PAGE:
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Celebrating Christmas South Sudanese style

16 December 2021

Celebrating Christmas South Sudanese style

The Salvos play an active part in the Nuer Christian Church, especially at Christmas.

Words Simone Worthing

The Berwick (Vic.) Salvos, like many others around the country, is home to a large South Sudanese community. Christmas is a special time for this multi-generational and growing community, with celebrations taking place over several days and involving worship, singing, dancing, family, and food. 

In the Berwick area of south-east Melbourne, the Salvos are part of – and also host – the Christmas celebrations of the Nuer* Christian United Church. This group also includes Lutheran, Anglican, Presbyterian, Baptist, and Nazarene Christians. 

“Like in South Sudan, we start our celebrations around 2pm on 24 December,” explains Salvo Elizabeth Dak, chairperson of the Nuer Christian United Church. 

“We celebrate the birth of the King [Jesus] until around midnight, when we acknowledge and welcome in the day of his birth. 

“Christmas morning is also huge as we gather as a congregation to continue to celebrate and praise God together. We generally spend the majority of the day at church, with services ending by late evening. There is singing, preaching, Bible reading, the choir.” 

Elizabeth, left, and Nyakuma, are an integral part of the Sudanese celebrations. 

Preparations for the songs begin in late October. Each church practises their hymns and carols, with different groups coming in different uniforms to represent their church. The women’s group and youth group also sing, commemorating the birth of Christ.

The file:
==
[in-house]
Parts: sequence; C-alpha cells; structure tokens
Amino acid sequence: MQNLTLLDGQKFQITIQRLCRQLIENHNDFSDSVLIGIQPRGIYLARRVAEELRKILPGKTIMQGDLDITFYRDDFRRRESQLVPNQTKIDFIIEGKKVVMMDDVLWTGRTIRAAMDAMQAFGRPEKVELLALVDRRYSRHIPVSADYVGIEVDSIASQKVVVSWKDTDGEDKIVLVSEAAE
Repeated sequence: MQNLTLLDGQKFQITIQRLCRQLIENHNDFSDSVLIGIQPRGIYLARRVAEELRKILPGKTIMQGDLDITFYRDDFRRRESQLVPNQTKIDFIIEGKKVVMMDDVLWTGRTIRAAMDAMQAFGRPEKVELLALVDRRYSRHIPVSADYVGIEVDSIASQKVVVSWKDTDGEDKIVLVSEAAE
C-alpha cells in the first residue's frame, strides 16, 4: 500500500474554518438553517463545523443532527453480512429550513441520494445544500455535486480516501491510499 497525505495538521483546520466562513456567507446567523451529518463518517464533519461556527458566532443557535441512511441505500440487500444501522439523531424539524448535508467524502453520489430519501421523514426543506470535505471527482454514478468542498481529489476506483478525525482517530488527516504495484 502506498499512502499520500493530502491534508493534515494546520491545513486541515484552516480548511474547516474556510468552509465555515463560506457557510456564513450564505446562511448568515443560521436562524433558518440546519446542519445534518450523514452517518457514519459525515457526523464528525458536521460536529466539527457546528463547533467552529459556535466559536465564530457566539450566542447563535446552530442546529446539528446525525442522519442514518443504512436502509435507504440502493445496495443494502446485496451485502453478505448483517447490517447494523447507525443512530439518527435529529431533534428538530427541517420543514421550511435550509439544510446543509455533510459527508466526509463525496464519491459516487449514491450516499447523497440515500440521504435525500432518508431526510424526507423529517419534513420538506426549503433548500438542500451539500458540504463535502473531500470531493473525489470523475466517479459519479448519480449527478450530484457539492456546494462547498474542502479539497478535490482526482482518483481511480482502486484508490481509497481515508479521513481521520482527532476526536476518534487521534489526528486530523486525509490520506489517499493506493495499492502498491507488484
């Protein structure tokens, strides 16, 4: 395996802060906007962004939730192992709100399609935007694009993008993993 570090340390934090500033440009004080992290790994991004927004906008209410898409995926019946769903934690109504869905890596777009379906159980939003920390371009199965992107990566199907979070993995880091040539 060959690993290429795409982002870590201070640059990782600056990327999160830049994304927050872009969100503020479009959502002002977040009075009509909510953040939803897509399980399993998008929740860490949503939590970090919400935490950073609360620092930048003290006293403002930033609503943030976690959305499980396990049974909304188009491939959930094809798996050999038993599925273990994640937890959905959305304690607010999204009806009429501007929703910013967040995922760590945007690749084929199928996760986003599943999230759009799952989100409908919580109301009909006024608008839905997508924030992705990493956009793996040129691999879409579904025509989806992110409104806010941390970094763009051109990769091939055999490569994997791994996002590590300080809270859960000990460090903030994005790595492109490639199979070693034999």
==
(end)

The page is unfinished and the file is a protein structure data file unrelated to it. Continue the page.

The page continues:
“We surprise each other with the special Christmas songs we sing,” says Salvo Nyakuma Kulang. 

“We proudly wear our Salvos uniform. The children all receive new clothes to wear on these days. The different women’s groups bring different dishes for everyone to eat over both days. It’s mostly the kids who eat, as the rest of us are all busy in church.” 

Gifts for family and friends, and food, also play a big role in the celebrations, although not until 26 December. The festivities can then last two to three days. 

“We set the table for the family and serve chicken, meat, okra, fish, green vegetables, and leaves,” says Nyakuma. “We drink tea with lots of sugar, and also have fried donuts that we make ourselves, light bread with egg and milk, and cous cous. 

“There is dancing, games, presents, competitions, and music. It’s a time full of joy and happiness and we are thankful to God for his grace and getting us through the year.” 

*The largest ethnic group in South Sudan. 


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